Tuesday, July 25, 2006

Picture Books - Thanks to the Animals

Thanks to the Animals by Allen Sockabasin 2005

I’m always on the lookout for culturally enriched books mostly out of my own desire to learn more about others, plus it adds variety in reading. When I found Thanks to the Animals on my library’s shelf I was a bit surprised. The main reason is it seems to be a local interest type book usual found just in local or regional bookstores. The story is told by a Passamaquoddy storyteller and is set in the formerly occupied tribal area of Maine and New Brunswick, Canada.

The story “tells” us about a family that is breaking down its summer home and heading to the north for the winter. As the family loads up its sizeable sled with the summer harvest and logs from its home, the children are also being readied in their travel gear. Most of the family sleeps on the journey, but baby Zoo Sap stays awake and soon falls off the sled. Unaware, the others continue to sleep and do not hear the baby’s cries. However, the woodland animals do and gather to protect and keep the baby warm. Once the family reaches their winter home site, they notice baby Zoo Sap missing. Father Joo Tum goes in search by retracing their journey. He then finds a mound of what looks like snow topped with an Eagle that speaks to him. There he finds the baby in the middle of a large group of animals safe and sound. Father then individual thanks all the animals for saving his son.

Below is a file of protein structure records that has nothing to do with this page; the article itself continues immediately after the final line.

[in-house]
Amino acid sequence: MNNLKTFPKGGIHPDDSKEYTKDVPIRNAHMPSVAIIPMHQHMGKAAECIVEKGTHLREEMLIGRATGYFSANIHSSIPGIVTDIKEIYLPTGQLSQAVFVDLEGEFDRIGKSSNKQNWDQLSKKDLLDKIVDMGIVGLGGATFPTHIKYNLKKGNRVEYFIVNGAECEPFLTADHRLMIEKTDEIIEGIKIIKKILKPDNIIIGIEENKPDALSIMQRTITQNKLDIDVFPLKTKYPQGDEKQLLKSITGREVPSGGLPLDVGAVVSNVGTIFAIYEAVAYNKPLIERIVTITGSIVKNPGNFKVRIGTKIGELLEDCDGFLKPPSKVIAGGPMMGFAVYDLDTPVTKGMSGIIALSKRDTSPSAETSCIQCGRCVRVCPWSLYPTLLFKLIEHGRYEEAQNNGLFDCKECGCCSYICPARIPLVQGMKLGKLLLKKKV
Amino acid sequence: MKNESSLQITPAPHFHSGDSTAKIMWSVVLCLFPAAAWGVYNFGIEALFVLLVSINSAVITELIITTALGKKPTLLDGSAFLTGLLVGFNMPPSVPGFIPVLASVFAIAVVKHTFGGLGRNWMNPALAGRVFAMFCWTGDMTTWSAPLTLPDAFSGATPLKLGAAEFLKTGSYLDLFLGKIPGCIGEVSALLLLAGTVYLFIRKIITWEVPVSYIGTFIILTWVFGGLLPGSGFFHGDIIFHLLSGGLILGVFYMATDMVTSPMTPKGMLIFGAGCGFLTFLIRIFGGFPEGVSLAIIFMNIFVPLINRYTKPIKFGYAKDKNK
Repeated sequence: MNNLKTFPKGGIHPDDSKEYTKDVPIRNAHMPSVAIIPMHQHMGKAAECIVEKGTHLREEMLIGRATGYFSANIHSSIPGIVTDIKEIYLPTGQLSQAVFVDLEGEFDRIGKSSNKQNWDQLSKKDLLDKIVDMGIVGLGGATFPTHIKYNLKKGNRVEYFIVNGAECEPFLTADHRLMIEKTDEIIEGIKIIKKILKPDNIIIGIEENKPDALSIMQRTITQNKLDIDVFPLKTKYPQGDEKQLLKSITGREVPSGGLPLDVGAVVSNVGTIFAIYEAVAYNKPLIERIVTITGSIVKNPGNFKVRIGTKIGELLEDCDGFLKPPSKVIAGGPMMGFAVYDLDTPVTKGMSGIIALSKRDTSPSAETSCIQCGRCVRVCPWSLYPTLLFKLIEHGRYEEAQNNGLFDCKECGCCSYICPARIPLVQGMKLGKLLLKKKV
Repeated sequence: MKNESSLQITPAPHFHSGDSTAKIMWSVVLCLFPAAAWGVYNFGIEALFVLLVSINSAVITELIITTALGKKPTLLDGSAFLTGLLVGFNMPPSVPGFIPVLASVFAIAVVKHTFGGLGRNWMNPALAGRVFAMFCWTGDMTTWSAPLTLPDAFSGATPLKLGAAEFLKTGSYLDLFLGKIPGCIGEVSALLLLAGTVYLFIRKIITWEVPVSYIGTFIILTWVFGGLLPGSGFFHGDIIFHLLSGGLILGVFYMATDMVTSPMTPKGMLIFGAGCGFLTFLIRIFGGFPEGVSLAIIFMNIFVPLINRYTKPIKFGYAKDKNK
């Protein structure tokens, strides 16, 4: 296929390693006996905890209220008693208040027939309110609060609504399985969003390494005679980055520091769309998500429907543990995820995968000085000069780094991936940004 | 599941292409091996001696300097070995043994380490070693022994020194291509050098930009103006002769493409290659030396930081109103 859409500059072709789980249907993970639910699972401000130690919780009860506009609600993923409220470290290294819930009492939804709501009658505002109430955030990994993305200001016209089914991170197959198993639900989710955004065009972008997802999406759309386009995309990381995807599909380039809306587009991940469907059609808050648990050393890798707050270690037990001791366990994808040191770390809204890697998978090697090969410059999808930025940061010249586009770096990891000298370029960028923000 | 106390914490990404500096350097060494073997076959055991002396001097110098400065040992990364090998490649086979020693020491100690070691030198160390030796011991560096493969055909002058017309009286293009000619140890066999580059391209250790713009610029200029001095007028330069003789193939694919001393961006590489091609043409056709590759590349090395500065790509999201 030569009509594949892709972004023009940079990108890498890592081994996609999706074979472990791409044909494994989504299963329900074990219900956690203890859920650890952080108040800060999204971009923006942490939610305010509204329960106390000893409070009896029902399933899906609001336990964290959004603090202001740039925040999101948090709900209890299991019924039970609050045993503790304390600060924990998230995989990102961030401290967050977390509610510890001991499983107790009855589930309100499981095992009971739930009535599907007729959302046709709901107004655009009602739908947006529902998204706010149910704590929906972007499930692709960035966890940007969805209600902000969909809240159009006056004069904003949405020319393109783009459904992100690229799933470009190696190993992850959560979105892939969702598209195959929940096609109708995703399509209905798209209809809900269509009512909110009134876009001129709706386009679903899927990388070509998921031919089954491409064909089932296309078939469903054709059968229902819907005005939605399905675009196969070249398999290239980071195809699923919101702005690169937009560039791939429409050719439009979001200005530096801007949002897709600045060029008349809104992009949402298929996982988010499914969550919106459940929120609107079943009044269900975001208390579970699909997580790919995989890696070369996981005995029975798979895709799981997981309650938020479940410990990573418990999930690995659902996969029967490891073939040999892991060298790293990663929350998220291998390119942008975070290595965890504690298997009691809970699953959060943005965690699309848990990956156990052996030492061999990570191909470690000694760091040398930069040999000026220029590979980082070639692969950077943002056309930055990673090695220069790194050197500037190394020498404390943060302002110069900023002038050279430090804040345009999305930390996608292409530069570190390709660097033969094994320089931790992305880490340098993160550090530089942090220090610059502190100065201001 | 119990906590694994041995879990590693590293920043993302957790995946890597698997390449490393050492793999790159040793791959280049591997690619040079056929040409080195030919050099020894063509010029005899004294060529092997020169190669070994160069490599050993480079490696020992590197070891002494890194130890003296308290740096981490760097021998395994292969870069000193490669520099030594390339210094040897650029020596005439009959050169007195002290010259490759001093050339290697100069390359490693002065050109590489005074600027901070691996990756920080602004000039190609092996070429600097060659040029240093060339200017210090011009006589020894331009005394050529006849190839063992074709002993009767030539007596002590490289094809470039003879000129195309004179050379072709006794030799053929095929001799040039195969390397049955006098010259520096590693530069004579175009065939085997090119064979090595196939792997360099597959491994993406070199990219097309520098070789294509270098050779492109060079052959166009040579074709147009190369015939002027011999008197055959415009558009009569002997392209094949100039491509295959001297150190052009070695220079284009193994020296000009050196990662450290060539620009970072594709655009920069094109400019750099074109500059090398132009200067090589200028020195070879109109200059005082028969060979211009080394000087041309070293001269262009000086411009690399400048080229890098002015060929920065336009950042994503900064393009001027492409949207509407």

The story itself has a nice easy flow to it, but lacks the usual ending lesson or typical conclusion. It has more of symbolism conclusion regarding nature, I think. But, it is a culturally different tale, so I don’t think we can measure it by a common warm fuzzy wrap up, which it does sort of have. The artwork by Rebekah Raye is somewhat unusual in that it ranges from what seems like an artist's initial sketches to completed illustrations. Many of the animals are very charming and have natural warmth in their expressions of camaraderie. However, most of the illustrations of the family are more “sketchish” like except for a few. Definitely a tale to consider, but may leave the reader or listener pondering with a "is that all feeling".

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